Coming to the End of a Deceptive Lull
By Frank Suess - June 05, 2013

"Some debts are fun when you're acquiring them, but none are fun when you set about retiring them." ~ Frederic Ogden Nash

We may be coming to the end of a phase that was widely perceived as "a return to normalcy." Recovery hopes have been held high, sponsored mostly by central bankers and Wall Street analysts. Soothing statistics have been dutifully reported. A deceptive lull was the result. However, interest rates are on the rise everywhere, which alerts us to the possibility that the "lull" may soon be over.

The world has maneuvered itself into what can easily be called a "debt trap." With debt at record highs, financing costs tend to be high, as well. Of course, these costs are much more bearable when interest rates are low. But what happens to an insolvent state when, due to rising interest rates, financing costs suddenly multiply?

Into Debt Trap Territory

That question is certainly being asked in Japan. The Japanese Central Bank, under the lead of Mr. Shinzo Abe, has been 'printing' money at an increasing rate in its attempt to stave off deflation. To Mr. Abe's great dismay, interest rates, too, have been on the rise.

Yield on 10Y Japanese Government Bonds

Source: VWD Data, BFI Wealth Management

Since March, the yield on the 10-year government bond has doubled. As Japan's government now has to pay much higher rates of interest on its bonds – rates that have risen substantially across all maturities – to finance its debt and deficits, Abe may find himself having to run that printing press even faster. At what point will he hit the wall? Hard to say, but I would not recommend standing between Abe and the wall at this point!

Meanwhile, in America, yields have moved upwards again, as well. It is in this context that we need to consider the most recent minutes released by the Federal Reserve after its last Advisory Council and Board of Governors meeting.

A number of surprisingly cautious and candid comments regarding America's economic state and the potential drawbacks of quantitative easing were made. In particular, the Fed acknowledged that a "breakout of inflation" is a risk, and that once interest rates start climbing, Americans' bank deposits could be jeopardized. Moreover, the Fed admitted that there may be no easy exit from QE: "It will likely be difficult to unwind policy accommodation, and the end of monetary easing may be painful for consumers and businesses."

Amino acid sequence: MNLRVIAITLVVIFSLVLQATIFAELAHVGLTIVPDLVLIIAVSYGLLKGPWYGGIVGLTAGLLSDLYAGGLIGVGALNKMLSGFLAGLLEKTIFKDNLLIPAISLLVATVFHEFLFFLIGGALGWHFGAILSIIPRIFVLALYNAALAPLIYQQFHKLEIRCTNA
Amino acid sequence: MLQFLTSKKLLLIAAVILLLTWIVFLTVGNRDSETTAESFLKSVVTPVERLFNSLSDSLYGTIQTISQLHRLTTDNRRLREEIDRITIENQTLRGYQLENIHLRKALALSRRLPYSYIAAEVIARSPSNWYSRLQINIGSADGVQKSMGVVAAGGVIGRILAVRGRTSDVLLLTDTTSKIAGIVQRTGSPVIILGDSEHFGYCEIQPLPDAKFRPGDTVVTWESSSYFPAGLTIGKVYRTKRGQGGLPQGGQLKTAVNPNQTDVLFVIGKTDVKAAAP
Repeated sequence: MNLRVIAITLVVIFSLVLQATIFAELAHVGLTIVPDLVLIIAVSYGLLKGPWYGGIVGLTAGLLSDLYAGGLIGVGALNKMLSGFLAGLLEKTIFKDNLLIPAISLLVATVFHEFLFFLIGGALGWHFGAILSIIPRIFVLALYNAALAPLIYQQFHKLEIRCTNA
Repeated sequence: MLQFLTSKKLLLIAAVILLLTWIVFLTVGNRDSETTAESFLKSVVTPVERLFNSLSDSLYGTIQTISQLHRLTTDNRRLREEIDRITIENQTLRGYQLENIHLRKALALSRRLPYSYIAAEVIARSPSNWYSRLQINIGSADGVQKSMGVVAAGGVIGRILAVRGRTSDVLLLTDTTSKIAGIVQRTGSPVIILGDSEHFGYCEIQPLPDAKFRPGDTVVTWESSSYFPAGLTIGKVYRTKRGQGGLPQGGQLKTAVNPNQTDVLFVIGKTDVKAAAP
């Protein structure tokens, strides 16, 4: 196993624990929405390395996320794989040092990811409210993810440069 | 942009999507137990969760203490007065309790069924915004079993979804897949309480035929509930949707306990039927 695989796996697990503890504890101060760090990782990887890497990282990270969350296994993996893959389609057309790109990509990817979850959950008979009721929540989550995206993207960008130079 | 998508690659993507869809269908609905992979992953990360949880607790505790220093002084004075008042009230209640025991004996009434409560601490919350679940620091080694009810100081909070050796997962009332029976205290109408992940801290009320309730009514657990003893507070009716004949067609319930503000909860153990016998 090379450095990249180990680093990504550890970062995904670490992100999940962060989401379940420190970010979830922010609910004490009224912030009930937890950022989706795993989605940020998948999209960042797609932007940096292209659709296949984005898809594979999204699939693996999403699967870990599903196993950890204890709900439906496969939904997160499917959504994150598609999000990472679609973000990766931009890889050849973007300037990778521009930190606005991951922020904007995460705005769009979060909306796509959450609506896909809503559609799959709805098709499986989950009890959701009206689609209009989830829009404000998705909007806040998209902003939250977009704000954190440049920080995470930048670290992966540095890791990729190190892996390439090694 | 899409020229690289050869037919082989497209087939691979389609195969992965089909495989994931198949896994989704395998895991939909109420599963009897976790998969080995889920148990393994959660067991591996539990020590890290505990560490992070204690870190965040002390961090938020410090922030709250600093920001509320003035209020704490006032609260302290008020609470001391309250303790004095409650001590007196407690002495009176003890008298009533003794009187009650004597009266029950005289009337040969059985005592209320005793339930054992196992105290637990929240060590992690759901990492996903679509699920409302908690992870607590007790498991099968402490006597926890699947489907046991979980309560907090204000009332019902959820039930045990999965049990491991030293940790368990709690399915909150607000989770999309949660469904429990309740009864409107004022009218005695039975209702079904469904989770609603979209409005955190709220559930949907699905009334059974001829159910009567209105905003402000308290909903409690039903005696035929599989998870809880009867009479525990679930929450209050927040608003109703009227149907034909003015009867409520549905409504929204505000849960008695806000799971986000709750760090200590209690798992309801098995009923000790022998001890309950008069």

Yield on 10Y U.S. Government Bonds

Source: VWD Data, BFI Wealth Management

A similar pattern can be observed for German government bonds. Interest rates have been rising there, too. And, what about the other European countries like Spain, Italy, or France? Those countries certainly have debt and financing issues to deal with. All of their interest rates have started to rise – albeit not at Japan's rate, or that of the US – but enough to warrant our attention. Might the European debt crisis be about to erupt again?

Yield on 10Y French Government Bonds

Source: VWD Data, BFI Wealth Management

Bernanke, Draghi & Co. are certainly intent on keeping markets in a good mood; after all, most people fall prey to the assumption that if stock markets are up, the recovery can't be far behind. That is unfortunately a misperception. The fundamental issues, namely the flaws of a fiat currency system, the decades of loose monetary policies and the resulting effects of large-scale debt and capital misallocation, are still the dominant themes and key drivers today.

I recommend you keep a close watch on interest rates and the reactions of the central banks in the coming weeks. While financial markets have been relatively positive, the real economic data globally points toward low growth and difficult times. Higher interest rates will certainly not bode well for recovery.

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